(4) A reason taken of the efficient causes and others: you are dead with regard to the flesh, that is, with regard to the old nature which seeks after all transitory things. And on the other hand, you have begun to live according to the Spirit; therefore give yourselves to spiritual and heavenly, and not to carnal and earthly things.

(5) The taking away of an objection: while we are yet in this world, we are subject to many miseries of this life, so that the life that is in us, is as it were hidden. Yet nonetheless we have the beginnings of life and glory, the accomplishment of which lies now in Christ's and in God's hand, and will assuredly and manifestly be performed in the glorious coming of the Lord.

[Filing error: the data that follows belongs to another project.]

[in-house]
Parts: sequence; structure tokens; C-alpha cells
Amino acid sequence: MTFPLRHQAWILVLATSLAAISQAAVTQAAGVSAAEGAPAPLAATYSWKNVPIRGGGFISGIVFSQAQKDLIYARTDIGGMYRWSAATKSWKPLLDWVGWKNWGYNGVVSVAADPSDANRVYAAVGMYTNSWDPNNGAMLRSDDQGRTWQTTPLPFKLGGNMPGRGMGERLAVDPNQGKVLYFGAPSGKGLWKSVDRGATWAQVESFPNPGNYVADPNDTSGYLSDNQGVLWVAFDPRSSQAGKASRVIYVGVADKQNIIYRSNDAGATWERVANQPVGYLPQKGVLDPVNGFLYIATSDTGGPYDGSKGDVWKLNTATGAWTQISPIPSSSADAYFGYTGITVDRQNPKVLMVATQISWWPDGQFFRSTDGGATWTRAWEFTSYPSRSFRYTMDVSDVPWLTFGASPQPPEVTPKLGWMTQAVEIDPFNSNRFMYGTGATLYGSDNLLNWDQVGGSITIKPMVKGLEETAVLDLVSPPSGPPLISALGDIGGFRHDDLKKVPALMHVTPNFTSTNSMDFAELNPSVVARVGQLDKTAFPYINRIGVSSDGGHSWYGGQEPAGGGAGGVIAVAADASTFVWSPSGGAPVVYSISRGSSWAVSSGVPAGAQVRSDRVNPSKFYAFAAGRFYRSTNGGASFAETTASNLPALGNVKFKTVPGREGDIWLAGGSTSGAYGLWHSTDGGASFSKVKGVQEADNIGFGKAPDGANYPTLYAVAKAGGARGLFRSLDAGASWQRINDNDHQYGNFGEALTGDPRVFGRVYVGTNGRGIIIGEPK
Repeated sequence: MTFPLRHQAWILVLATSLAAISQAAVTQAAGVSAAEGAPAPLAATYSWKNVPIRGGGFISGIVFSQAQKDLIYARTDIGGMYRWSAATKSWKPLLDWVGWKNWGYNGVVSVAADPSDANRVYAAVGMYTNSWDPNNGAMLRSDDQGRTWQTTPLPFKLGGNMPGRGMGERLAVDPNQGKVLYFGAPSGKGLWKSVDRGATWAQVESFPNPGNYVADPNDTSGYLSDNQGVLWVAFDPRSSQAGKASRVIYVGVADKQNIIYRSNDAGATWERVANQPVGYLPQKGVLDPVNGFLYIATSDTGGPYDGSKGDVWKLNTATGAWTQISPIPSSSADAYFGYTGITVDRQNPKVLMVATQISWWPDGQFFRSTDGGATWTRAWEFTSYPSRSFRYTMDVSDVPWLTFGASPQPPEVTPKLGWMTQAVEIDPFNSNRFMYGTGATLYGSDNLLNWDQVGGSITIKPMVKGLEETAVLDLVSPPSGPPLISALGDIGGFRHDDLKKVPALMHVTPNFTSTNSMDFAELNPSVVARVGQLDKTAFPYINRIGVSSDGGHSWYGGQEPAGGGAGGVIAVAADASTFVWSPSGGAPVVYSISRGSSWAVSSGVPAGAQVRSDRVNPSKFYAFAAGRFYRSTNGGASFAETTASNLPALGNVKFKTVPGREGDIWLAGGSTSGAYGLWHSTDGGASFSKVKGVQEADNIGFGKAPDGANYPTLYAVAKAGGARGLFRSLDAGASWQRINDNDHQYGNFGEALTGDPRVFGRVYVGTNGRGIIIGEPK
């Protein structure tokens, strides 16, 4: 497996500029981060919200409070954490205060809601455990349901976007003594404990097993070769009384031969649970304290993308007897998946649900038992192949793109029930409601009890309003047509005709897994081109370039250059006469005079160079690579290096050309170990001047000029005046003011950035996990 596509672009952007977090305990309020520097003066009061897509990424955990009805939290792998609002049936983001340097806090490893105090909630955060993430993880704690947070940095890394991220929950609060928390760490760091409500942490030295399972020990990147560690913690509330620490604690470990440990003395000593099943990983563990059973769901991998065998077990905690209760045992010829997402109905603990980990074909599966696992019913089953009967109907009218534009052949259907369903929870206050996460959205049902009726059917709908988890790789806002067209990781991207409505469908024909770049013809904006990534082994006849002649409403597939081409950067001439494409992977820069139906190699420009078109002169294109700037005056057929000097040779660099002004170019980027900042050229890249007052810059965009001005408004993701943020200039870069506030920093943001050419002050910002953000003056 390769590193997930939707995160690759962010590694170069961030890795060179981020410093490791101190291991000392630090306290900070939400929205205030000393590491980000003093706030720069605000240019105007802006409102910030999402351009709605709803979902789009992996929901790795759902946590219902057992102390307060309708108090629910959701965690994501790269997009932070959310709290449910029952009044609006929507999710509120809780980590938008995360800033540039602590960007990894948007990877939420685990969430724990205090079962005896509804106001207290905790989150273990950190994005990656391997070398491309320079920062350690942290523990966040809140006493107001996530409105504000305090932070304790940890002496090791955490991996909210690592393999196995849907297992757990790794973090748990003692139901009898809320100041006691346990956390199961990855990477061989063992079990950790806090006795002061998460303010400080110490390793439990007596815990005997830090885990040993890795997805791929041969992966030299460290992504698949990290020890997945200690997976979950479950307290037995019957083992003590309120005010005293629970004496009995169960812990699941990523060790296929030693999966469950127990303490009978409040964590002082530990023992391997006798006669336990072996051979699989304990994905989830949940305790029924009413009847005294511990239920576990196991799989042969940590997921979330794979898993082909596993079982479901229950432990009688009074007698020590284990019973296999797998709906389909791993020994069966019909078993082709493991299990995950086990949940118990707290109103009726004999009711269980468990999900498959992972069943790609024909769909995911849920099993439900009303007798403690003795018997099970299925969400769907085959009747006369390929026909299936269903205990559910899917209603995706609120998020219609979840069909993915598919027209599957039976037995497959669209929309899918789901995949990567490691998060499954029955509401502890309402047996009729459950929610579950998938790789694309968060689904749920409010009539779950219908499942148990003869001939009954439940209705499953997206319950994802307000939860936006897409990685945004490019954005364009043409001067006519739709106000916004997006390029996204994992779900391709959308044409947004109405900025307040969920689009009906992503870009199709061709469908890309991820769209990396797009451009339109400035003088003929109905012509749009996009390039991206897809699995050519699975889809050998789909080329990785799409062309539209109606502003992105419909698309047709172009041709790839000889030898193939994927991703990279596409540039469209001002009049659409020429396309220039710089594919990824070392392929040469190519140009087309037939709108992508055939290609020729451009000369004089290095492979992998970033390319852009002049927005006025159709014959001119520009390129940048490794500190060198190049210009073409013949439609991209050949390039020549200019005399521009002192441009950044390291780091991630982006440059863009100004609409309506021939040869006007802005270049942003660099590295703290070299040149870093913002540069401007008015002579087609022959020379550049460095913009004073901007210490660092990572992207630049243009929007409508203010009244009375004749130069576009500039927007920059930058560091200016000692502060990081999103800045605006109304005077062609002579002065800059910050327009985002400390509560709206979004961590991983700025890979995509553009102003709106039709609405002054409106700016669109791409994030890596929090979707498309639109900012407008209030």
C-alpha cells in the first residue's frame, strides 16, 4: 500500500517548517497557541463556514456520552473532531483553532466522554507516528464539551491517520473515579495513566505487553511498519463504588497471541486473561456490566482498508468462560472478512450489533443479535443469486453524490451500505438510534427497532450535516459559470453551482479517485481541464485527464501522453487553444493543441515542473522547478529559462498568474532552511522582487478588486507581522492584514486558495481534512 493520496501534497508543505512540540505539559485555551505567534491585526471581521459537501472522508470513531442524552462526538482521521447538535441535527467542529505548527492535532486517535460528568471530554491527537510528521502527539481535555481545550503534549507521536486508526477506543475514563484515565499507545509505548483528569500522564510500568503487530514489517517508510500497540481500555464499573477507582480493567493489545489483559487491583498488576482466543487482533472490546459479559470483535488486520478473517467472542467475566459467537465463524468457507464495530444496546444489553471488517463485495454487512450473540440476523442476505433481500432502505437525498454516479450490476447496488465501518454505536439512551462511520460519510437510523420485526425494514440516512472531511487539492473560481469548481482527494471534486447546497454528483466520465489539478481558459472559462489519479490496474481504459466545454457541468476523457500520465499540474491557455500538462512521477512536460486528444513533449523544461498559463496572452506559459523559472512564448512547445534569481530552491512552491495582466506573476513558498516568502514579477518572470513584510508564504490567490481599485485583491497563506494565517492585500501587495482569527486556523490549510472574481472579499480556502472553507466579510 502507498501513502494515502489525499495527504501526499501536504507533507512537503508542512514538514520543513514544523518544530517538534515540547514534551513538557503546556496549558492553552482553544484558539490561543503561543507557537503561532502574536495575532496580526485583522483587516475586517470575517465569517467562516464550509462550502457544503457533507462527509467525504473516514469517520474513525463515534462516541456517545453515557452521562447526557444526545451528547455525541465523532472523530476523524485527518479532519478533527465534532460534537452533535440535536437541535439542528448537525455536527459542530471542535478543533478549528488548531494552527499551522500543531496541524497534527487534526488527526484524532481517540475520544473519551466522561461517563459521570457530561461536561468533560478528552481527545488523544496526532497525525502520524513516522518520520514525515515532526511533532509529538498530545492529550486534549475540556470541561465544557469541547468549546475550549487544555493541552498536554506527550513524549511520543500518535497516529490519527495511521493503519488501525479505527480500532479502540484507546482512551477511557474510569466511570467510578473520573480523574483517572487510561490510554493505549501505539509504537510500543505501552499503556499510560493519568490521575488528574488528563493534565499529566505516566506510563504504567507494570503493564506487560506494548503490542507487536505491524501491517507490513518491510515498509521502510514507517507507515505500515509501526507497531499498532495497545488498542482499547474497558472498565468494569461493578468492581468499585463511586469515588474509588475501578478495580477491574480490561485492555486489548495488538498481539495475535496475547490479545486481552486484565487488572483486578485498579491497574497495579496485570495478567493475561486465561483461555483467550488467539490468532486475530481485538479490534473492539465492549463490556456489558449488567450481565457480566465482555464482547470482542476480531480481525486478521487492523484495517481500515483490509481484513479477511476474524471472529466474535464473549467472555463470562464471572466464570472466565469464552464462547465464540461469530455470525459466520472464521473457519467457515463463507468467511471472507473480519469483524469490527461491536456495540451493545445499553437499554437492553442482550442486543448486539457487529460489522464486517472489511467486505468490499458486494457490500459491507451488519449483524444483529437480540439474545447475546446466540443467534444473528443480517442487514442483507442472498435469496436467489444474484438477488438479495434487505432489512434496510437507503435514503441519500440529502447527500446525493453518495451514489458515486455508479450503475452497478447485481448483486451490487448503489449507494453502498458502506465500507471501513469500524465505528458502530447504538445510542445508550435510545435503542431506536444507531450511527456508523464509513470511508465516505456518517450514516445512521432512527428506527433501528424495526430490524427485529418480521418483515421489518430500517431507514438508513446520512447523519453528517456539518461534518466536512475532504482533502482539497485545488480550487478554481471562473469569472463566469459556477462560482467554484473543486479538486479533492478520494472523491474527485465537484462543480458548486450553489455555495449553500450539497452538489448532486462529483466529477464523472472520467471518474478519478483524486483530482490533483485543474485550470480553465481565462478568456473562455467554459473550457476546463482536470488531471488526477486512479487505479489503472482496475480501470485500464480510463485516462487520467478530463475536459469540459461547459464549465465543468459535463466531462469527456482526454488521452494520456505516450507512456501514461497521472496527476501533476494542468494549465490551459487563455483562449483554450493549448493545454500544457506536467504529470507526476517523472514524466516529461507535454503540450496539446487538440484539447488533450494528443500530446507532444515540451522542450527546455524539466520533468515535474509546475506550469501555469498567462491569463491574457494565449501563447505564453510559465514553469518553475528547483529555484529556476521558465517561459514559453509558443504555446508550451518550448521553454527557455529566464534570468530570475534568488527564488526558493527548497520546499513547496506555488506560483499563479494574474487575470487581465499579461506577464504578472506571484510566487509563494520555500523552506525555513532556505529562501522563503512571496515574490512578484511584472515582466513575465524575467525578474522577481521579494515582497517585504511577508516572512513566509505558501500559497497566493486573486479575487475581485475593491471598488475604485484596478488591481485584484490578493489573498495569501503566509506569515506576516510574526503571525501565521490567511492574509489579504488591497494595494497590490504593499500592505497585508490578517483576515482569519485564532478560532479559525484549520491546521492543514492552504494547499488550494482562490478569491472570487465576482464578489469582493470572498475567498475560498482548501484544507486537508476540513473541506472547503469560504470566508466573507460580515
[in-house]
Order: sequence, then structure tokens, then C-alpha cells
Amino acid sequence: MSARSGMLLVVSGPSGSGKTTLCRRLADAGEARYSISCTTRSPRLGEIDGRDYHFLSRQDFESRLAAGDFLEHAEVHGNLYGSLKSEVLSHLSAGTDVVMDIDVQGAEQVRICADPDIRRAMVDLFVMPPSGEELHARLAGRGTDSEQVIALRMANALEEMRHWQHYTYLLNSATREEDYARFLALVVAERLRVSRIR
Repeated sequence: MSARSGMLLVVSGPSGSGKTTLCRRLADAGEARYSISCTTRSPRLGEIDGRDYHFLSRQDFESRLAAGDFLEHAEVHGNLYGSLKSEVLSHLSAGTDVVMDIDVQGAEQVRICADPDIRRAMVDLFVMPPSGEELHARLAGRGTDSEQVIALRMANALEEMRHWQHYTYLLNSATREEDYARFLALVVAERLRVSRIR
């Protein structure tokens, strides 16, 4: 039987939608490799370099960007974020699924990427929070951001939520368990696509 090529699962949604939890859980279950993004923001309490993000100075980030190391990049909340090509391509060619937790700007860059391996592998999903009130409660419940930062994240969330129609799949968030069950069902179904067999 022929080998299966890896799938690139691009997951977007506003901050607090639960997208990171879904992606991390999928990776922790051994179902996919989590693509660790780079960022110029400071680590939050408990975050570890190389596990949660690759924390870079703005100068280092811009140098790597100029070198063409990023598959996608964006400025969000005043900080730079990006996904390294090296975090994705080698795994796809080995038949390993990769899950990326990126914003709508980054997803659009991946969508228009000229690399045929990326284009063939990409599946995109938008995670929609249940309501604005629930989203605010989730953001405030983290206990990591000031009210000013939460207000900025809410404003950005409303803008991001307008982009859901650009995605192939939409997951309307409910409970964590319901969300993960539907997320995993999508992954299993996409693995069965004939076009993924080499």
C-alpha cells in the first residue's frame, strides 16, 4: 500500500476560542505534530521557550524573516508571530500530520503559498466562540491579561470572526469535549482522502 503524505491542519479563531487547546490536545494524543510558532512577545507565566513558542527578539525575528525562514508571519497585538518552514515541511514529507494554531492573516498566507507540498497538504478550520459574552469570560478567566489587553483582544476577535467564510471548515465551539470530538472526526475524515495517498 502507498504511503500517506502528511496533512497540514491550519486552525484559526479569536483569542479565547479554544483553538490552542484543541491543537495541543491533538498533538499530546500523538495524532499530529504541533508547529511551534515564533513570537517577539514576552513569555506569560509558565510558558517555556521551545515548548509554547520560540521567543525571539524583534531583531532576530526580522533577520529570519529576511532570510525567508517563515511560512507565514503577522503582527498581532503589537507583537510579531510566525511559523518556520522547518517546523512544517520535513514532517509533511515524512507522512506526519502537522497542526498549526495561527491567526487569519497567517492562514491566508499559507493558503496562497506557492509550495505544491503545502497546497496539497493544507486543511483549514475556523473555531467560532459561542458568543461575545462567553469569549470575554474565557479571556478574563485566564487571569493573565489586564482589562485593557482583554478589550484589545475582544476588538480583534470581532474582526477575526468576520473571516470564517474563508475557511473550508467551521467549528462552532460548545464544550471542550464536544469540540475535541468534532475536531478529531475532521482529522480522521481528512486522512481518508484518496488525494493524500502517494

Colossians 3:3. Assigning a reason for the requirement of Colossians 3:2.

For ye are dead; how then could your mind be directed towards earthly things! and your life does not belong to the realm of the visible world, but it is hidden with Christ in God: how should you not then τὰ ἄνω φρονεῖν! It is a guide to a correct and certain interpretation of the passage, that this statement of a reason must affirm the same thing as was already contained, only without special development, in εἰ συνηγέρθ. τ. Χ. of Colossians 3:1. This special exposition Paul now gives. Whosoever is risen, namely, has died and lives, and these are the two points to which Colossians 3:3 refers.

ἀπεθάνετε] namely, by your having entered into the fellowship of the death of Christ. This being dead has dissolved in the consciousness of the Christian the ties that hitherto bound him to earthly things. He finds himself still in the realm of the earthly, but he no longer lives therein, Colossians 2:21. Comp. Php 3:20; Galatians 2:20.